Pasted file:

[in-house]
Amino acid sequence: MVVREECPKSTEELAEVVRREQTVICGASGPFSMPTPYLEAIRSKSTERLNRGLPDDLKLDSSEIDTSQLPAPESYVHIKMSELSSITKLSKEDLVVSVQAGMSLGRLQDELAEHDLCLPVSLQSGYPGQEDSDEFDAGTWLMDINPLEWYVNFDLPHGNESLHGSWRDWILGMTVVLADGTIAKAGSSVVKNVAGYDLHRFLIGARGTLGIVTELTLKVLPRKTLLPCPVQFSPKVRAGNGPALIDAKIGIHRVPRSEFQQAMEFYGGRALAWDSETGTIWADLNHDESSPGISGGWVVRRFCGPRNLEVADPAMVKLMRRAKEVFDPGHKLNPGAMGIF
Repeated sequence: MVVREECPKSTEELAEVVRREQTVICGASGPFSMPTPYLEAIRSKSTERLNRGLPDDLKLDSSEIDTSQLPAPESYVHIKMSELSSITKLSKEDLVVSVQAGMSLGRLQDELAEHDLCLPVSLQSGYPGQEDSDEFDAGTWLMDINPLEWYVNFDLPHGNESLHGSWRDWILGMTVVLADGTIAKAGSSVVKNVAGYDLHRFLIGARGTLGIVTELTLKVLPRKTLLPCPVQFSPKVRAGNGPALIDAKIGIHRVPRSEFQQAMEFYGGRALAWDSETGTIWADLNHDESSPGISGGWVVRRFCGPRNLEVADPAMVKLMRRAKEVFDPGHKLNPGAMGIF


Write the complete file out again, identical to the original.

[in-house]
Amino acid sequence: MVVREECPKSTEELAEVVRREQTVICGASGPFSMPTPYLEAIRSKSTERLNRGLPDDLKLDSSEIDTSQLPAPESYVHIKMSELSSITKLSKEDLVVSVQAGMSLGRLQDELAEHDLCLPVSLQSGYPGQEDSDEFDAGTWLMDINPLEWYVNFDLPHGNESLHGSWRDWILGMTVVLADGTIAKAGSSVVKNVAGYDLHRFLIGARGTLGIVTELTLKVLPRKTLLPCPVQFSPKVRAGNGPALIDAKIGIHRVPRSEFQQAMEFYGGRALAWDSETGTIWADLNHDESSPGISGGWVVRRFCGPRNLEVADPAMVKLMRRAKEVFDPGHKLNPGAMGIF
Repeated sequence: MVVREECPKSTEELAEVVRREQTVICGASGPFSMPTPYLEAIRSKSTERLNRGLPDDLKLDSSEIDTSQLPAPESYVHIKMSELSSITKLSKEDLVVSVQAGMSLGRLQDELAEHDLCLPVSLQSGYPGQEDSDEFDAGTWLMDINPLEWYVNFDLPHGNESLHGSWRDWILGMTVVLADGTIAKAGSSVVKNVAGYDLHRFLIGARGTLGIVTELTLKVLPRKTLLPCPVQFSPKVRAGNGPALIDAKIGIHRVPRSEFQQAMEFYGGRALAWDSETGTIWADLNHDESSPGISGGWVVRRFCGPRNLEVADPAMVKLMRRAKEVFDPGHKLNPGAMGIF